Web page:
From around 1540, groundbreaking basic works appeared in several disciplines. From around 1600 the word "new" appears in the titles of some natural science books (Kepler, Bacon, Galilei) - an indication of a changed consciousness: the old is assessed as unsatisfactory, so something new had to be designed.

With Nicolaus Copernicus ' work On the Revolutions of the Heavenly Circles of 1543, the view slowly became public that the earth moves daily around itself and an annual movement around the sun. Copernicus wanted to adhere to two ancient physical principles, namely the circularity and uniformity of all movements in the sky. So he strove for an improvement through a consistent recourse to the ancient tradition. In 1551 the Prussian tables of the planetary positions were published by Copernicus follower Erasmus Reinhold - the spread of these tables also made the heliocentric system better known.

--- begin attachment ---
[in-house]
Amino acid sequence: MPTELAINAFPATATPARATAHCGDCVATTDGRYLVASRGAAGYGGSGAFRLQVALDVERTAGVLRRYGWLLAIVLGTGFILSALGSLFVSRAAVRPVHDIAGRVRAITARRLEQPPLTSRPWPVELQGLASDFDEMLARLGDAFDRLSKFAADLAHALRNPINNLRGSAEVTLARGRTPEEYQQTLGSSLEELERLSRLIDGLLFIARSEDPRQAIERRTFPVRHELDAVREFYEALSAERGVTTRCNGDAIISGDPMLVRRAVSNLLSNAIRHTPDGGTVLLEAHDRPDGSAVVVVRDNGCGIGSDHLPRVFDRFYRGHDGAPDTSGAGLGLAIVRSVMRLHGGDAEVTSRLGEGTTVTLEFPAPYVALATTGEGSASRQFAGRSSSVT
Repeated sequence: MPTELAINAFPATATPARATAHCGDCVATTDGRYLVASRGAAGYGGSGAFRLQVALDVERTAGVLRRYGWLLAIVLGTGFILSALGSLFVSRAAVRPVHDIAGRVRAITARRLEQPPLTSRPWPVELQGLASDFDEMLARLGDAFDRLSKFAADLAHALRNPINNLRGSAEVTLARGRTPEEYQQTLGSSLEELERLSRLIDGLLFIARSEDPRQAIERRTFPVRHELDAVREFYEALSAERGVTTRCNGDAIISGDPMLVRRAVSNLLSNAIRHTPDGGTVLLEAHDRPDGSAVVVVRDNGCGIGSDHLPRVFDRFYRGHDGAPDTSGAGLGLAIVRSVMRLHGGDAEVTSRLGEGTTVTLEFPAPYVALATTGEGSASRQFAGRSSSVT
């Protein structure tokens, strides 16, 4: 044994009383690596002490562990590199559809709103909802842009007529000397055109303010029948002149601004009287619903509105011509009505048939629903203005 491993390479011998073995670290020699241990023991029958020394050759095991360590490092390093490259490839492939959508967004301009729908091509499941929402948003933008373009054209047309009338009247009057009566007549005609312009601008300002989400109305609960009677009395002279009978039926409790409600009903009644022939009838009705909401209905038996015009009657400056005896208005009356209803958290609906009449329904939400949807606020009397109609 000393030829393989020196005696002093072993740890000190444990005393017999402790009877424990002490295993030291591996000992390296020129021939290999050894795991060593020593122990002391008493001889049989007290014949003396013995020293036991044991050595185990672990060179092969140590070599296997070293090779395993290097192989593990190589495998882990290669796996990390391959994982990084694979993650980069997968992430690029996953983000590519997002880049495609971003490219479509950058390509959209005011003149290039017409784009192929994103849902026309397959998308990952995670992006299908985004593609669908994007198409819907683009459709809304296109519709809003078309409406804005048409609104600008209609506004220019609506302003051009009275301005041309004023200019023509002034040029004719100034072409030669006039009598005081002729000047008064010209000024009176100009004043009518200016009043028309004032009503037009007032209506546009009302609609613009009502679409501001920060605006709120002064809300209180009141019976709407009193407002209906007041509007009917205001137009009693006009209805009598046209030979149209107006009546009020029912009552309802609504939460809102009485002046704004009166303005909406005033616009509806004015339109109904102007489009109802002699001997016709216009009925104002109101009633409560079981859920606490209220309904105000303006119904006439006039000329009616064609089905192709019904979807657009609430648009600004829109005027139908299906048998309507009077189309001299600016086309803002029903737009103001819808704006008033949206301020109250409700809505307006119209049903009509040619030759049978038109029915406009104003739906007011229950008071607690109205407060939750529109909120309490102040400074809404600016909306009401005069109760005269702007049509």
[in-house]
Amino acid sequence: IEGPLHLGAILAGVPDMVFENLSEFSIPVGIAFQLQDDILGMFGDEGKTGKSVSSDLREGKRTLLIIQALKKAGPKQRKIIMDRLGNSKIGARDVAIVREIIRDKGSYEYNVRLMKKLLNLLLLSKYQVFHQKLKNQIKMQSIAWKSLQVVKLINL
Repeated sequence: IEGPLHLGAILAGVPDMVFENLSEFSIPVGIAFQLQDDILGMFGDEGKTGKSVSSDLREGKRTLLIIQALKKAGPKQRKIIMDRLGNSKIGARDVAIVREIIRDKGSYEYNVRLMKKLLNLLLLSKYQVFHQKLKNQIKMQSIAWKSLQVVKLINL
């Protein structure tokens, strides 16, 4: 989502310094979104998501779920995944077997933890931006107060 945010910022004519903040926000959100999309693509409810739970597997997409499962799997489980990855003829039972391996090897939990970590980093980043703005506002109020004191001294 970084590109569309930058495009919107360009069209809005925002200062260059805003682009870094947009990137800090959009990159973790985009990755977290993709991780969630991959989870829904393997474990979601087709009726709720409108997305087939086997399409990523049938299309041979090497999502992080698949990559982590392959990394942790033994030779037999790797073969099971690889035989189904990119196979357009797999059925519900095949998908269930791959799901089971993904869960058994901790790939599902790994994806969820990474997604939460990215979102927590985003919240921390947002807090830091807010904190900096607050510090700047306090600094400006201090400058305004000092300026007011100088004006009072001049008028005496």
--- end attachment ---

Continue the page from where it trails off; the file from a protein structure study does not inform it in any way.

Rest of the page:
Tycho Brahe's observations questioned the ancient separation between different spheres: in 1572 he noticed a supernova, in 1577 a comet. With the help of many precise observations by Brahe (such as the orbit of Mars) Johannes Kepler discovered the elliptical shape of the planetary orbits, published in his book Astronomia Nova (1609).

William Gilbert studied magnetism (1600). Francis Bacon explained the empirical procedure in detail in his book Novum Organum scientiarum (1620). His saying “knowledge is power” refers to his pragmatic goals. He described various prejudices that cloud our understanding. He saw human knowledge as cumulative - thereby turning away from the earlier attitude that everything essential was already contained in the Bible or in ancient authors like Aristotle.